US senators renew effort to outlaw shell companies FT. Too funny– fear of the influence of Boris and Natasha prompts gestures toward long-overdue changes.

Antidote du jour:

See yesterday’s Links and Antidote du Jour here.

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  1. allan

    American Chipmakers Had a Toxic Problem. Then They Outsourced It

    They must have gotten the memo that Larry Summers wrote as the World Bank’s chief economist:

    DATE: December 12, 1991
    TO: Distribution
    FR: Lawrence H. Summers
    Subject: GEP

    ‘Dirty’ Industries: Just between you and me, shouldn’t the World Bank be encouraging MORE migration of the dirty industries to the LDCs [Less Developed Countries]? I can think of three reasons:

    1) The measurements of the costs of health impairing pollution depends on the foregone earnings from increased morbidity and mortality. From this point of view a given amount of health impairing pollution should be done in the country with the lowest cost, which will be the country with the lowest wages. I think the economic logic behind dumping a load of toxic waste in the lowest wage country is impeccable and we should face up to that.

    2) The costs of pollution are likely to be non-linear as the initial increments of pollution probably have very low cost. I’ve always though that under-populated countries in Africa are vastly UNDER-polluted, their air quality is probably vastly inefficiently low compared to Los Angeles or Mexico City. Only the lamentable facts that so much pollution is generated by non-tradable industries (transport, electrical generation) and that the unit transport costs of solid waste are so high prevent world welfare enhancing trade in air pollution and waste.

    3) The demand for a clean environment for aesthetic and health reasons is likely to have very high income elasticity. The concern over an agent that causes a one in a million change in the odds of prostrate cancer is obviously going to be much higher in a country where people survive to get prostrate cancer than in a country where under 5 mortality is is 200 per thousand. Also, much of the concern over industrial atmosphere discharge is about visibility impairing particulates. These discharges may have very little direct health impact. Clearly trade in goods that embody aesthetic pollution concerns could be welfare enhancing. While production is mobile the consumption of pretty air is a non-tradable.

    The problem with the arguments against all of these proposals for more pollution in LDCs (intrinsic rights to certain goods, moral reasons, social concerns, lack of adequate markets, etc.) could be turned around and used more or less effectively against every Bank proposal for liberalization.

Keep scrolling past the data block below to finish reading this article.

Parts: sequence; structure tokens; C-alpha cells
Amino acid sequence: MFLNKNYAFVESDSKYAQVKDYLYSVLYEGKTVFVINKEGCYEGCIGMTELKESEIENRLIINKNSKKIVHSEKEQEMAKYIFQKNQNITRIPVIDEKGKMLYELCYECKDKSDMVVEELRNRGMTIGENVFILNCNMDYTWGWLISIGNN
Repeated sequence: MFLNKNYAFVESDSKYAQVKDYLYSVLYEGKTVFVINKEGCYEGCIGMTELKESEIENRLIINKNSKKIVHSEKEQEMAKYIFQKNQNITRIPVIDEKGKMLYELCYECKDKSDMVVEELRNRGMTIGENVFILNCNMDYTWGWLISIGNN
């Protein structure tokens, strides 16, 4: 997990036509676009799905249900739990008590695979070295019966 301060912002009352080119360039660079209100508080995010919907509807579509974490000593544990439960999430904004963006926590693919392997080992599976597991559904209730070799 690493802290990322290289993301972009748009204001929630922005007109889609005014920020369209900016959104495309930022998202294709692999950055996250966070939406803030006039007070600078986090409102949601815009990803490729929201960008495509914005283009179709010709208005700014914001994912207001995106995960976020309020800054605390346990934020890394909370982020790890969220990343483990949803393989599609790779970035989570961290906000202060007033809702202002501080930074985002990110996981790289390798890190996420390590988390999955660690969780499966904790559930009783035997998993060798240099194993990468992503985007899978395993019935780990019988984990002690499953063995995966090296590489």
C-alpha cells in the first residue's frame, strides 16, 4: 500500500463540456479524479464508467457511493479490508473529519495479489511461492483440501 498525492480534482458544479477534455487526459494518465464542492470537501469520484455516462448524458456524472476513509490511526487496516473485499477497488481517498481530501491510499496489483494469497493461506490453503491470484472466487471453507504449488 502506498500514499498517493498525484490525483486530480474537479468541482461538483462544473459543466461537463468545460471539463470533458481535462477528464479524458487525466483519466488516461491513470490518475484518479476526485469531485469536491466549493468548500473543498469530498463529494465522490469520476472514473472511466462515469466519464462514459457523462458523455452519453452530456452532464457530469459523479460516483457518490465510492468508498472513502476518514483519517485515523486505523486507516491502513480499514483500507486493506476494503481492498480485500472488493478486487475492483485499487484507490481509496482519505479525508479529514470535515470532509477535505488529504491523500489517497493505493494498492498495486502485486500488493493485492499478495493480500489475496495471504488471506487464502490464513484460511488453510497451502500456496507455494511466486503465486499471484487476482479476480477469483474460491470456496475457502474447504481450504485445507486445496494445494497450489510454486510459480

Never forget and never forgive.

    1. Lambert Strether

      > I think the economic logic behind dumping a load of toxic waste in the lowest wage country is impeccable and we should face up to that.

      Which is also why landfills and hog lagoons and fracking injection wells and so on end up in the flyover territories, and not in Cape Elizabeth, Maine, or Shaker Heights or Montgomery County or Greenwich.

      1. HBE

        This. Fracking is the big one that sticks out. New York had massive support from environmental groups, celebrities, and others to help ban fracking in that state. And once it was banned they all patted themselves on the backs for saving the world and packed up.

        When in reality all they did was push that fracking into the Dakota’s and other flyover states. They externalized the problem to flyover, where the resources and help to stop it never materialized to the same degree.

        Their real concern wasn’t The Environment, but their environment.

          1. frosty zoom


            so, one lant pritchett was mr. summers underling at the worm bank, and he takes credit for writing that gem, having had mr. summers “only” sign it.

            and, as the wheels on the bus go ’round and ’round, according to wiki, mr. pritchett:

            “is an American development economist. He is currently Professor of the Practice of International Development at the Kennedy School of Government at Harvard University.”

        1. oh